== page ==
While some evidence suggests that rising physician prices drive growth in healthcare spending on the privately insured, a new study theorizes that increases in hospital prices, not physician prices, are causing healthcare costs to rise.
The study, published in the February, 2019 issue of Health Affairs, examines hospital and physician prices for inpatient and hospital-based outpatient services using actual negotiated prices paid by insurers.
“Prices for hospital-based services grew substantially over the time-period we studied with prices for inpatient services increasing by about 37 percent and prices for outpatient services growing by about 21 percent,” says one of the study’s authors, Stuart V. Craig, a PhD candidate at the University of Pennsylvania’s Wharton School.
Typically, he explains, hospitals and physicians bill insurers separately for the services they provide. For example, the surgeon who performs a hip replacement gets a payment directly from the insurer, and the hospital gets a separate payment.
“We looked at the differential growth rates of these two components of price, the total price paid, and found that the payments to facilities grew much faster than those to physicians,” Craig says. “This is especially important because facility payments are typically much larger than physician payments at baseline. Roughly 89% of total price growth came from increases in prices paid to hospitals rather than physicians.”
Therefore, Craig says, efforts to reduce healthcare costs should focus primarily on addressing rising hospital prices.
“The fact that hospital prices are larger than physician prices in the first place means that hospital price growth would be a bigger driver of spending growth, even if their growth rates were the same in percentage terms,” he says. “But we find that there is a large difference in relative growth rates as well.”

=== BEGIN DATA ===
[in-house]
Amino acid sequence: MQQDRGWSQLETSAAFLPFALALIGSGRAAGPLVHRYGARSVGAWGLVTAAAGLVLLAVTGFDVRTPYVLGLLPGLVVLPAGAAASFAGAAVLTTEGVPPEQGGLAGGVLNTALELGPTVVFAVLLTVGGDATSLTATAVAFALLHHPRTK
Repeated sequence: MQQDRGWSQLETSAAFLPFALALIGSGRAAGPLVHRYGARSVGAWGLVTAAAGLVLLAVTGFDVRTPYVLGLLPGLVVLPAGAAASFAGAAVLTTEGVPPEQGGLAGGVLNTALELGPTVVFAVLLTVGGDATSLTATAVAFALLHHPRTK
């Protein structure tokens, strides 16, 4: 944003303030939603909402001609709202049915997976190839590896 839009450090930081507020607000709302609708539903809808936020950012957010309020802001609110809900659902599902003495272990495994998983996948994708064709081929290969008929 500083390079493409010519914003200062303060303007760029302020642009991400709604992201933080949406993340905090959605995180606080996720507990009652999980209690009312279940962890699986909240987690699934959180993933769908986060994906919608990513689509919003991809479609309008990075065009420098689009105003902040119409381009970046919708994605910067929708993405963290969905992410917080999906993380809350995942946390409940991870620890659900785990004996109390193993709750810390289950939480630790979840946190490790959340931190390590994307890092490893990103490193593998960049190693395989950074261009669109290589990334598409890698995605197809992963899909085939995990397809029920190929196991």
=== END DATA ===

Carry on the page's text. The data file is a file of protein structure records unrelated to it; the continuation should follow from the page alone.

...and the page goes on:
For example, the researchers found that physician services costs associated with Cesarean sections increased by 5.9% between 2007 and 2014, while facility services costs associated with Cesarean sections increased by 41.9% during that period.
The cost of physician services associated with Cesarean sections increased at a rate slower than Consumer Price Index (CPI) inflation, while the cost of facility services increased at a rate faster than the CPI.
After accounting for inflation, the physician services component of a Cesarean got smaller, while the facility services cost of a Cesarean increased. Therefore, all of the true increase in cost came from increases in facility services costs.
Adam C. Powell, PhD, president of Payer+Provider Syndicate, a management advisory and operational consulting firm for the managed care and healthcare delivery industries, says the findings suggest that costs for a number of physician services, although increasing, have largely just kept up with inflation.
“The 2007-2014 era was a time during which there was a strong emphasis on reducing costs and increasing value in healthcare,” he says. “Physicians likely had less leverage when negotiating with insurance companies than did hospitals, due to the far less concentrated market for physician services than for hospital services.”